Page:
DomainKeys Identified Mail, or DKIM, is a system for verifying the legitimacy of an email message using an e-signature. When DKIM is activated for a specific domain name, a public cryptographic key is published to the global DNS database and a private one is kept on the email server. If a new email message is sent, a signature is issued using the private key and when the message is delivered, that signature is checked by the incoming POP3/IMAP email server using the public key. Thus, the receiver can easily know if the email is authentic or if the sender’s address has been spoofed. A discrepancy will occur if the content of the email has been modified on its way as well, so DKIM can also be used to make sure that the sent and the received messages are identical and that nothing has been added or removed. This validation system will strengthen your email security, since you can verify the authenticity of the important emails that you get and your colleagues can do the exact same thing with the emails that you send them. Depending on the given email service provider’s policies, an email message that fails to pass the examination may be erased or may end up in the receiver’s inbox with a warning notification.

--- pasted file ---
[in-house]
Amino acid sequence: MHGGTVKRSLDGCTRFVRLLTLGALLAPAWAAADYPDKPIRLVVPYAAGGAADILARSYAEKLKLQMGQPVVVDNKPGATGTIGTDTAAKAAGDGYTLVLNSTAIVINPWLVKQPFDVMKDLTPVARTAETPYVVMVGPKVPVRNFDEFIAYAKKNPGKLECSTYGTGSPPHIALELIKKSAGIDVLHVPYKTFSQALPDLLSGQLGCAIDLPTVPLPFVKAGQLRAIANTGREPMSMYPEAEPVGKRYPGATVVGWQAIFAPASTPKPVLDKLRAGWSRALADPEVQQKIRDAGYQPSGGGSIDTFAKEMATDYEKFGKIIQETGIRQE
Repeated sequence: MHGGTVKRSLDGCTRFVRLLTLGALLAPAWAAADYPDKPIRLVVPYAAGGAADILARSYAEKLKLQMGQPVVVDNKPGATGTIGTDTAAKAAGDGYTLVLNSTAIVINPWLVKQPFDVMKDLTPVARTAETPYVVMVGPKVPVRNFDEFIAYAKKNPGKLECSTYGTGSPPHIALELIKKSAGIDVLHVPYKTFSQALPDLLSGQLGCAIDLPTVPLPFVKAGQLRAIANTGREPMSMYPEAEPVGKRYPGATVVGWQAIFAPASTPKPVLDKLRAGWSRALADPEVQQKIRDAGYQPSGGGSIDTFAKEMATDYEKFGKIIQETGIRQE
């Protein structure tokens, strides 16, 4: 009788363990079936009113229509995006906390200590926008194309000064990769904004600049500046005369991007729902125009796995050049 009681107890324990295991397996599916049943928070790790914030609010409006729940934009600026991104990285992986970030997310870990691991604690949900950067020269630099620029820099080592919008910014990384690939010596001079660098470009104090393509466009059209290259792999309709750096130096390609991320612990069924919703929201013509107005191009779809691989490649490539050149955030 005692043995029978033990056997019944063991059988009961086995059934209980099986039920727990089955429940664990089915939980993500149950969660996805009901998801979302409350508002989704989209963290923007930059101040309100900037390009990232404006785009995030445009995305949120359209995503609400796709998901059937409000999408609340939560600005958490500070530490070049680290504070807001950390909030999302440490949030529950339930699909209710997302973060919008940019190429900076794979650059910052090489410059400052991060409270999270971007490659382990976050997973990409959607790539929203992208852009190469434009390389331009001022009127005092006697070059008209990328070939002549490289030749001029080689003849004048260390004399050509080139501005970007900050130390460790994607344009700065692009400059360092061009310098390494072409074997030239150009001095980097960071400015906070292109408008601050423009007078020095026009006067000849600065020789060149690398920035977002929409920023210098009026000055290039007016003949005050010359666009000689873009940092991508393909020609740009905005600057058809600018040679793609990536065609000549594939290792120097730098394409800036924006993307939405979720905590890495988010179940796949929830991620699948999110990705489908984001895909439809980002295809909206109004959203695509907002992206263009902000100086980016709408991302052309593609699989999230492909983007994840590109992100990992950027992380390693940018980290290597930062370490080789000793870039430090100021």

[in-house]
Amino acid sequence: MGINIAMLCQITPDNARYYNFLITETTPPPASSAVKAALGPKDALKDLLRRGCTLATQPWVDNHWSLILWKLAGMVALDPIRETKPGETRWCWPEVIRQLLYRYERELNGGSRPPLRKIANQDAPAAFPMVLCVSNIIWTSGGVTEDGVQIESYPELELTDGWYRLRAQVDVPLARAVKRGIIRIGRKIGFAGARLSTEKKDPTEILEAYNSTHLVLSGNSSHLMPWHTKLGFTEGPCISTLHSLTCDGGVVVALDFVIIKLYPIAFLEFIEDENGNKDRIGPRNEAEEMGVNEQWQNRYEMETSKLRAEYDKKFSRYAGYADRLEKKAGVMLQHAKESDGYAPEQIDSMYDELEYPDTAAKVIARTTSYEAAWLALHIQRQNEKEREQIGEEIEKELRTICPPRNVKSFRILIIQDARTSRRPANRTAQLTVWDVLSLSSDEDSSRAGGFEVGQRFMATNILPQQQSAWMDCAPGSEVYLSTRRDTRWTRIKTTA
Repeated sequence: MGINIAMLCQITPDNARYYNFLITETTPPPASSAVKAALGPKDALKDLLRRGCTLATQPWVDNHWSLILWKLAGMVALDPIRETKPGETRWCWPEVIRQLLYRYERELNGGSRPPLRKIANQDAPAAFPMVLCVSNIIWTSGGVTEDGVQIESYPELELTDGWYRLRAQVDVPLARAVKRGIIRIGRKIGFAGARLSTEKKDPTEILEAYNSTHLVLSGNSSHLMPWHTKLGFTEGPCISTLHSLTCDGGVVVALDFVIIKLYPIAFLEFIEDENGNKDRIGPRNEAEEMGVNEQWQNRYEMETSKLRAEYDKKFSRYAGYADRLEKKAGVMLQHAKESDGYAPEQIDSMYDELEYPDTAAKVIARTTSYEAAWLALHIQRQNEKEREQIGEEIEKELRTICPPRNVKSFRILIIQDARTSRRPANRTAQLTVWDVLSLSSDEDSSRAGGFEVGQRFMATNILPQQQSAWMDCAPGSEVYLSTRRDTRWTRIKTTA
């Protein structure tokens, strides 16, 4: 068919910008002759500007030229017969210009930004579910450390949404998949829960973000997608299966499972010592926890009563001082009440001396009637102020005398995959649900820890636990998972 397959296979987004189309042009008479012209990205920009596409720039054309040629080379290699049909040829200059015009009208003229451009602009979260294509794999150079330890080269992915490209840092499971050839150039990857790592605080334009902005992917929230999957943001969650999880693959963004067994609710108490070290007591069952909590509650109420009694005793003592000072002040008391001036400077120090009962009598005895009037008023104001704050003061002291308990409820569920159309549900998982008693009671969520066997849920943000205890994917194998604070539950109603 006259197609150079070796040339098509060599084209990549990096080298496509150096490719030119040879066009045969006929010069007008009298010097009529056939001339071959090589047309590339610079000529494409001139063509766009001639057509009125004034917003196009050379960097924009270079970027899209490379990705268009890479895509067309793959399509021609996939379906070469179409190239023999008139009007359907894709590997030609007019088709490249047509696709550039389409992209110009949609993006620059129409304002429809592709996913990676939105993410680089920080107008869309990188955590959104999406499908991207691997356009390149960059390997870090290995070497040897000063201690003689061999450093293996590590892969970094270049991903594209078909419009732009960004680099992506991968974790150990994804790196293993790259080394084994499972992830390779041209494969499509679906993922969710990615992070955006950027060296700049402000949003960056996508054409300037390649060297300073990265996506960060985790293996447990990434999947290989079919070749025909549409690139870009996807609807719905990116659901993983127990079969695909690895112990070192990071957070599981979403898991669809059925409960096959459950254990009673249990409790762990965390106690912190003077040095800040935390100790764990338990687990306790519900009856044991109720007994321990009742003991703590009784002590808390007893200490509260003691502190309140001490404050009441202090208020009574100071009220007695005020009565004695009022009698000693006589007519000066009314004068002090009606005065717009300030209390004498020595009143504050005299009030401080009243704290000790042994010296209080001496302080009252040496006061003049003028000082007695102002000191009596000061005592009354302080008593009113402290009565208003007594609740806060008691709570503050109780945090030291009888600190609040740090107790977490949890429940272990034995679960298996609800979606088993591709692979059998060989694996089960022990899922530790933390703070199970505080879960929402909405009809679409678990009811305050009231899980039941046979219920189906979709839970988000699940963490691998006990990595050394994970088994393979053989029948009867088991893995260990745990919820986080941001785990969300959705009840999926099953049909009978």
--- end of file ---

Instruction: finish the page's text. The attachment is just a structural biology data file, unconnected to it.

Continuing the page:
The SMTP acronym stands for Simple Mail Transfer Protocol and this is the set of scripts that allows you to send out emails. If you work with an email application, it creates a connection to the SMTP server. The latter then searches the DNS data of the domain name, which is a part of the receiving address to find out what email server handles its emails. After system information is transferred, the SMTP server provides the email to the remote IMAP or POP server and then the email is finally delivered in the corresponding mailbox. An SMTP server is necessary if you are using a contact page form on your website too.